What is Sustainable Housing?

What does it mean?

Sustainable housing is housing that incorporates elements of sustainability – often including waste reduction, energy use reduction, product recycling and overall environmental impact reduction in the home.

Ideally, sustainable housing helps inhabitants keep their carbon footprint low by eliminating the need for fossil fuel energy. Some of the core principles of sustainable home design include built-in renewable energy, battery power storage, water-saving and water-recycling systems, low ‘embodied carbon’, good access to public transport and a whole lot of green space.

Looking at sustainable ways of building new homes and commercial properties in an urban setting is an opportunity to explore key questions around how we might integrate whole-of-life-cycle design into urban planning policies.

What are the challenges for WA?
There are many great things happening around WA right now to increase the sustainability of our housing stock. However, as it stands sustainable housing is more expensive than standard options, so eco-homes are more of a luxury than a norm. We could make sustainable housing cheaper, but that would involve a policy change.

To wrap your head around the policy change, you need to understand the sustainable building rating tools we use in WA. There are two main tools in use for residential buildings.

Home energy efficiency is measured using a 1–10-star rating on the Nationwide House Energy Rating Scheme (NatHERS). This measurement is built into the National Construction Code (NCC). It only looks at heating and cooling energy use. In Western Australia, homes must meet a 6-star minimum NatHERS rating to comply with the NCC.


The second tool for measuring housing sustainability is Green Star. Green Star is a 1-6-star system, but a home can only achieve Green Star certification status if it rates at 4 stars or higher. Green Star certified homes are usually:

  • Powered by renewable energy
  • Gas-free
  • Built with water management systems (e.g. greywater)
  • High thermal performance
  • Well ventilated
  • Built from low-tox materials

A Green Star rating is wholly voluntary. There are no obligations in WA to build a sustainable home beyond the basic 6-star NatHERS rating, and even that requirement has been often neglected until recently. According to The Fifth Estate, “the problem stems from WA’s home building market that is dominated by just a few highly influential building companies that would prefer to continue delivering cavity brick houses with minimal insulation even if it leads to higher energy bills for their customers.”

Why is it important we take action now?

On a big-picture level, the Department of Climate Change and Energy Efficiency observes Australia as one of the highest contributors per capita for greenhouse gas emissions. Australia’s built environment contributes 25 per cent of the country’s total annual carbon emissions. Improving the way in which homes, communities and cities are designed and constructed will accelerate the transition to net-zero emissions by 2050.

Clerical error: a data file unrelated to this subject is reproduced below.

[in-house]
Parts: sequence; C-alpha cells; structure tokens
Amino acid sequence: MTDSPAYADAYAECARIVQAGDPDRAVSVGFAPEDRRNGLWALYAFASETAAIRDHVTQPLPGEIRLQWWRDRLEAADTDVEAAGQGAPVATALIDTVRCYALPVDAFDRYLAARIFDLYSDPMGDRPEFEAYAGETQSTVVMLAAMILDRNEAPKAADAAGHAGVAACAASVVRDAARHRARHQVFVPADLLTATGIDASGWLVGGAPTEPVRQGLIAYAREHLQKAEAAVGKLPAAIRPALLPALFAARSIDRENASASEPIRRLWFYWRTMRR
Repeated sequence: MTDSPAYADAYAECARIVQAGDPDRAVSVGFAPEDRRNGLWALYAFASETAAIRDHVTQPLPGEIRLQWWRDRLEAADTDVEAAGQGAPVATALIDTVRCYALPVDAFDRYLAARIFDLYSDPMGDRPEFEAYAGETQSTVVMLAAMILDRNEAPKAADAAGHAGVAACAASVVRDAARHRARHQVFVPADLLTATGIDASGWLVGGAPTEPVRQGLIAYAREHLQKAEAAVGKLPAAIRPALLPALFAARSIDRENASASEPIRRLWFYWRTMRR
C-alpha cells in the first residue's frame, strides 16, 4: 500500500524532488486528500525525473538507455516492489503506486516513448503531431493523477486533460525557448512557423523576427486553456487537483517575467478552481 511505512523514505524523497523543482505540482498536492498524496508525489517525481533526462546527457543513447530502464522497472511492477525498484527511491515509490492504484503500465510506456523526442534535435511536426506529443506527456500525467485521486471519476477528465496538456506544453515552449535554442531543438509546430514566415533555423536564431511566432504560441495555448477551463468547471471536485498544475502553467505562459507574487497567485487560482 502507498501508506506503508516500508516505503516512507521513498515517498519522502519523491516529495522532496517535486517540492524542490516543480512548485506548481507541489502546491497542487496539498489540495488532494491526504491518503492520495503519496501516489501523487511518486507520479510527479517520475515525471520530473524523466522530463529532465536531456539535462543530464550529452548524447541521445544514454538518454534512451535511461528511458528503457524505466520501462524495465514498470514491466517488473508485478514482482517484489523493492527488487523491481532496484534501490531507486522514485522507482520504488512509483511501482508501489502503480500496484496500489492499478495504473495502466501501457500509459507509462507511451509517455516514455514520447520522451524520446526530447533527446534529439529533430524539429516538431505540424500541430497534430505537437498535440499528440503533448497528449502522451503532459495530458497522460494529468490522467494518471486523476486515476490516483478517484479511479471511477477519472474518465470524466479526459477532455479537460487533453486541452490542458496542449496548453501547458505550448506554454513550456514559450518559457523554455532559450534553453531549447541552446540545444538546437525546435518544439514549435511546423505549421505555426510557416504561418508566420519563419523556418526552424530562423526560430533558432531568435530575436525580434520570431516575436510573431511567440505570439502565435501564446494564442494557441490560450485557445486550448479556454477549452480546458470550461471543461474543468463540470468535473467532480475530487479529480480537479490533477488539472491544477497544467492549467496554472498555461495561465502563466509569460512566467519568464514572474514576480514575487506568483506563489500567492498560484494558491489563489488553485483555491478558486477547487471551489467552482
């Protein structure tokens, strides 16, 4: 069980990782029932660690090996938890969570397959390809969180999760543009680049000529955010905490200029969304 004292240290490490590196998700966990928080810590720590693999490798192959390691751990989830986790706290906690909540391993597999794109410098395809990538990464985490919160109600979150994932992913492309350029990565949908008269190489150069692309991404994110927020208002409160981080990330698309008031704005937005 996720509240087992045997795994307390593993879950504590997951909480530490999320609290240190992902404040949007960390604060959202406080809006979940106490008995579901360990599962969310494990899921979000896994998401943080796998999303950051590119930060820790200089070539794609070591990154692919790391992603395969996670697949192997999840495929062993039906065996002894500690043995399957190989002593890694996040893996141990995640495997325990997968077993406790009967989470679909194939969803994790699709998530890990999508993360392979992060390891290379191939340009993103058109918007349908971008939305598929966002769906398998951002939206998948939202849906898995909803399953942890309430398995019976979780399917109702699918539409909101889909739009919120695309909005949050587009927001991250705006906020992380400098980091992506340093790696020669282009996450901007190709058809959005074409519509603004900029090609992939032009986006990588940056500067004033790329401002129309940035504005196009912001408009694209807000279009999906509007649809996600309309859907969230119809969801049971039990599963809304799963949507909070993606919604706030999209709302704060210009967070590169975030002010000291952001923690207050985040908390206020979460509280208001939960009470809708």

There are even more reasons to take action now at the local level – the most unsustainable and energy inefficient homes are often the only financially accessible ones for young people and people on low incomes. These homes are also contributing to our urban sprawl in Perth and to the urban heat island effect. The average Australian home is rated 1.8 stars, which means they are closer to a tent than a modern eco-house!  These homes of course require more heating, which means higher energy bills and more carbon emissions.

So what action is being taken?

We discussed this recently in our Future Homes roundtable:

“The WA Housing Strategy aims to ‘catalyse 40 per cent of new homes built to liveable design standards by 2030.’ (p 32) Getting there is the challenge. There are no obligations in WA to build a sustainable home beyond the basic 6-star NatHERS rating, and even that requirement has been often neglected until recently. At the national level there is talk of increasing the minimum thermal performance level in the National Construction Code (NCC) from 6-star to 7-star – but these changes are yet to materialise.”

A good example of sustainable housing is the White Gum Valley One Planet Community and the East Village Knutsford developments. The projects both demonstrate how the housing sector can achieve net zero utilising urban design, water capture and storage, low energy appliances and solar energy capture and usage.

What action needs to be taken?

Our Future Homes Roundtable participants found that WA needs:

  • To eliminate the requirement for a gas connection in all new homes
  • To retrofit energy efficiency into older and existing homes, especially in social housing
  • Better subsidies to support Western Australians to install solar panels, home batteries, electric cooktops, insulation and more
  • Better synchronicity between local, state and federal government on sustainable housing policy 
  • Better accountability from project home developers on inefficient, cheap and unsustainable design 
  • Better planning for circular housing economies 
  • Stronger policy requirements on the protection and retention of urban trees 
  • A mandatory energy efficiency rating and mandatory disclosure system for rental properties under the Residential Tenancy Act 
  • Tax incentives and/or requirements for landlords to improve the energy efficiency of their properties

There are so many opportunities – it’s time to get to work!


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